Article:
The effects of acceptance, reappraisal and suppression strategies on psychophysiological reactivity to emotionally provocative stimuli in the laboratory
The present study examined the degree to which acceptance, reappraisal, or suppression based strategies are associated with changes in heart rate, eyeblink startle magnitude, Event-Related Potentials (ERPs), and self-reports of subjective experience in a sample of college undergraduates. Participants were randomly assigned to use one of these strategies during an associative learning task that contained stimuli that signaled either threat or safety from a noxious stimulus as well as during exposure to highly arousing pleasant and unpleasant images. Participants in the reappraisal and suppression groups displayed greater eyeblink startle magnitudes during the emotion induction procedures compared with participants in the acceptance and control groups. No group differences were found with respect to heart rate or ERPs in response to the emotion inductions. Compared with participants assigned to the acceptance and control conditions, participants assigned to the reappraisal and suppression conditions rated unpleasant images as being less unpleasant; however, the groups did not differ in arousal ratings. Participants did not differ in their ratings of discomfort during the associative learning task, nor did they differ in their valence and arousal ratings for pleasant pictures. Findings suggest a possible dissociation of cognition and physiological reactivity for participants using reappraisal and suppression strategies to regulate mood and affect.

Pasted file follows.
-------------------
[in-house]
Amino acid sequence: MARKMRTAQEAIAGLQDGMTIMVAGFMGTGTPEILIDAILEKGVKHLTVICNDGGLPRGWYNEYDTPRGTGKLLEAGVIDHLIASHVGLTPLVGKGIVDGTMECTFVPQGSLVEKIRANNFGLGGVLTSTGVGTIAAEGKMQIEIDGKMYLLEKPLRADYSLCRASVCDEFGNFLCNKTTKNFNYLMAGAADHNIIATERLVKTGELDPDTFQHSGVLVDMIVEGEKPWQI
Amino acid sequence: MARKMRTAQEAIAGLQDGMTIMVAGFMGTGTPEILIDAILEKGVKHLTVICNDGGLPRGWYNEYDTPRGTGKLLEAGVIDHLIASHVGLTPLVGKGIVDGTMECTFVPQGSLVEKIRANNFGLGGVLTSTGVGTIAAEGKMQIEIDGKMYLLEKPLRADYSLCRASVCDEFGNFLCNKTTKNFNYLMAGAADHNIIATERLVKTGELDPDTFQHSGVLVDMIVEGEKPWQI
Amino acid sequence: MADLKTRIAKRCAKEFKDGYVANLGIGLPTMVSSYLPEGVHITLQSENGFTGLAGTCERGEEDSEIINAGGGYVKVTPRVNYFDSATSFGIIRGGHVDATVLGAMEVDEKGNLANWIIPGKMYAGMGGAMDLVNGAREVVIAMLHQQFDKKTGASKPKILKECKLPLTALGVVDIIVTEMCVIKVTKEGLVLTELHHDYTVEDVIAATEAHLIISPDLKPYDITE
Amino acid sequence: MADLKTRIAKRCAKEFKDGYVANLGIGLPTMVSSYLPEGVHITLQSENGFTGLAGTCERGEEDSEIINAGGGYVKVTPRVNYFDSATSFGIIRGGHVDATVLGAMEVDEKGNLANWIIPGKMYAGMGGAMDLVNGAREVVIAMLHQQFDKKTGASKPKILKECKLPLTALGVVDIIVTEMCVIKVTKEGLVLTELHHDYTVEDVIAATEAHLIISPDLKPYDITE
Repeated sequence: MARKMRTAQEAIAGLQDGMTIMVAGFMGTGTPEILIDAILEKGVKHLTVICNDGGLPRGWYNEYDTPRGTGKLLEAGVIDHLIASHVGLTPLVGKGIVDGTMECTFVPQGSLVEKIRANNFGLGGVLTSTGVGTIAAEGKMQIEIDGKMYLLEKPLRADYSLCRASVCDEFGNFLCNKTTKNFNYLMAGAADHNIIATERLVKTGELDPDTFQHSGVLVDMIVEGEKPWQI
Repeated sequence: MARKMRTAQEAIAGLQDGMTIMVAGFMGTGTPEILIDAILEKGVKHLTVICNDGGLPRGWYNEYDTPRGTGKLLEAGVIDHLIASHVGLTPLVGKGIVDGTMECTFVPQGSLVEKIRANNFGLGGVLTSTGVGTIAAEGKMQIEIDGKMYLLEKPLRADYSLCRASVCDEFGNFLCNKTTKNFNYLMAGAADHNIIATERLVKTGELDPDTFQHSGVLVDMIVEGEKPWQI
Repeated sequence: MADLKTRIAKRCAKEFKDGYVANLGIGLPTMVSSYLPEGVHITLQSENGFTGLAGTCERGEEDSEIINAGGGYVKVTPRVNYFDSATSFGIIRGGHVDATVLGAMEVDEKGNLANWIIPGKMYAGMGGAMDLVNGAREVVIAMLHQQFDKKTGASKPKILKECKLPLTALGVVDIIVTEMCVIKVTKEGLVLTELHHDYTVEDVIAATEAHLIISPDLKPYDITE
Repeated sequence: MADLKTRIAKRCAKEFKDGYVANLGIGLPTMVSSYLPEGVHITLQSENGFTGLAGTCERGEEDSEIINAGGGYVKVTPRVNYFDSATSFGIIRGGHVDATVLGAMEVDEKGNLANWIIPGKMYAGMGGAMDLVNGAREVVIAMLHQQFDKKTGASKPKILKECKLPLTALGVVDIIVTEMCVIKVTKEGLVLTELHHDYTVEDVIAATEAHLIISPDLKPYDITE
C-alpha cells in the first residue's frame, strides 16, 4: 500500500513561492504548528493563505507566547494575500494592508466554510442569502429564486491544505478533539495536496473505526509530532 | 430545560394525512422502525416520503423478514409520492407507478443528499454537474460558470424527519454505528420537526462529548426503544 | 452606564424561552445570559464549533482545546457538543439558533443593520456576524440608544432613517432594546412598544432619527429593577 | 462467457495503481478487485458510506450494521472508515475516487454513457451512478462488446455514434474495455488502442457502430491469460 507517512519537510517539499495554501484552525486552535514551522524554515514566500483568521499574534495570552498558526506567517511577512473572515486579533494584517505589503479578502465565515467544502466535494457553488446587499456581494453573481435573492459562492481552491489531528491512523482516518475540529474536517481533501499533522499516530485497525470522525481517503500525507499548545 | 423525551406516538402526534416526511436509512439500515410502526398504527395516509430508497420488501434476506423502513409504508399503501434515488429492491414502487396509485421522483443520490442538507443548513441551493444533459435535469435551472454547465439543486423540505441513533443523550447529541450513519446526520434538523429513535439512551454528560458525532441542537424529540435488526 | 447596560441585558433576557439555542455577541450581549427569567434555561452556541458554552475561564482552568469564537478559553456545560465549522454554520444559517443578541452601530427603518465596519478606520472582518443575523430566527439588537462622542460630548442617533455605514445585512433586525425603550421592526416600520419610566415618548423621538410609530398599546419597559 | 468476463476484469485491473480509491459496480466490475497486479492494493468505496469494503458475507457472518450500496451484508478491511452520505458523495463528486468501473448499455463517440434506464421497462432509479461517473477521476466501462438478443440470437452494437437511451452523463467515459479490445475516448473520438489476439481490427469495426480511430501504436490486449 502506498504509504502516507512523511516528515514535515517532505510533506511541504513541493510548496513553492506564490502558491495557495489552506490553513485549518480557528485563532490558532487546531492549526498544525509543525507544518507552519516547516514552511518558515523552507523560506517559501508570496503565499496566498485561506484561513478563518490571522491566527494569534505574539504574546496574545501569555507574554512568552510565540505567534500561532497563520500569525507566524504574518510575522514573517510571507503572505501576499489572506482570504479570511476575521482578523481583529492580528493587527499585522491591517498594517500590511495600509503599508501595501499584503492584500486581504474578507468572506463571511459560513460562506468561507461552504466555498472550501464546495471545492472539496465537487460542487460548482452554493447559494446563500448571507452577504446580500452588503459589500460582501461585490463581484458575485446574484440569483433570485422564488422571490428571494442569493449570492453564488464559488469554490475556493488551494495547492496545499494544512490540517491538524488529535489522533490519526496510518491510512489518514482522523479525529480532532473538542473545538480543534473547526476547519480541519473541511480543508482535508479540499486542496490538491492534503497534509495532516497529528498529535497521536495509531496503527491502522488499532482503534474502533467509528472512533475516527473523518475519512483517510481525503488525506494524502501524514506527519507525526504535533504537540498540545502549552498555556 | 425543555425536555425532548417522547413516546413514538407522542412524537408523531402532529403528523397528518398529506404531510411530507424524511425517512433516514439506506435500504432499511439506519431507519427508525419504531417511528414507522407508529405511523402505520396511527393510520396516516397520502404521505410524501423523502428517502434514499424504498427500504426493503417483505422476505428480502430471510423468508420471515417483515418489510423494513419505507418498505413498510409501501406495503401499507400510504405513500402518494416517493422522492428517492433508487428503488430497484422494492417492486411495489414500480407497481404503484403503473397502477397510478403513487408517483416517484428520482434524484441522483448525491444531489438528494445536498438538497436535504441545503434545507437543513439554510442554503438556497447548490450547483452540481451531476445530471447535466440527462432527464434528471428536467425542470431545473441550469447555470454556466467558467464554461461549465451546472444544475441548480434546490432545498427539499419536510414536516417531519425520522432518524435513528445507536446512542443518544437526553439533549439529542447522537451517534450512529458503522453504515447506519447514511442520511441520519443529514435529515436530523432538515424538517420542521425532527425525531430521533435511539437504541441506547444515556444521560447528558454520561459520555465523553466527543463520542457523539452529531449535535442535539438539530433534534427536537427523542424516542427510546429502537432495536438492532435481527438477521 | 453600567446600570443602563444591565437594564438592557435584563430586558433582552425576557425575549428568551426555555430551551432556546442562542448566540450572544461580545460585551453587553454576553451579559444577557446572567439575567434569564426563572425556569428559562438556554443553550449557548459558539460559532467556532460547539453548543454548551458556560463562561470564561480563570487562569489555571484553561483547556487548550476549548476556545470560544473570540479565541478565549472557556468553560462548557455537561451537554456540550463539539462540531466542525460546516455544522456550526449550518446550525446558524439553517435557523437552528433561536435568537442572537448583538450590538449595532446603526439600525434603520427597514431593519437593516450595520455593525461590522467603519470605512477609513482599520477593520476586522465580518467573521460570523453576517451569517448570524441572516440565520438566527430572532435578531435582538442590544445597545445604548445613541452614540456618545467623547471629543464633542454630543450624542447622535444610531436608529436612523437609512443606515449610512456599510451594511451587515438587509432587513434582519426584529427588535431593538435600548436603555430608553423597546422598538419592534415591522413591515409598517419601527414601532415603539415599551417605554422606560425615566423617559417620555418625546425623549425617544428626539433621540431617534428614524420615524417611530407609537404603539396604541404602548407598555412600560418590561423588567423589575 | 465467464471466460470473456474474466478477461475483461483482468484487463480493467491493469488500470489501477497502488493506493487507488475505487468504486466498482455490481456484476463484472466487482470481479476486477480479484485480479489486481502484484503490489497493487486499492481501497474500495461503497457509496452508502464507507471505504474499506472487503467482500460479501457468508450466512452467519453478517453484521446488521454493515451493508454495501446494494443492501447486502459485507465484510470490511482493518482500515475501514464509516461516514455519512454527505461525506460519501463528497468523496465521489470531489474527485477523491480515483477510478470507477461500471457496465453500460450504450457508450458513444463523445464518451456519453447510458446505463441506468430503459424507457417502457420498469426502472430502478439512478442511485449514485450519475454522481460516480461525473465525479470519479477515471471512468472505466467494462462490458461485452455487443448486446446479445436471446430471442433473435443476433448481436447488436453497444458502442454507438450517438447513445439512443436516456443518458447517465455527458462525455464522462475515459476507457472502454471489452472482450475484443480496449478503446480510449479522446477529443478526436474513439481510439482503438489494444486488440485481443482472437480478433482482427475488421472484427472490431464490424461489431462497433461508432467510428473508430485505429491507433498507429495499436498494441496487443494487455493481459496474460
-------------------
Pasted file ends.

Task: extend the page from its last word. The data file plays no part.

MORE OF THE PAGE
0989: Physiological psychology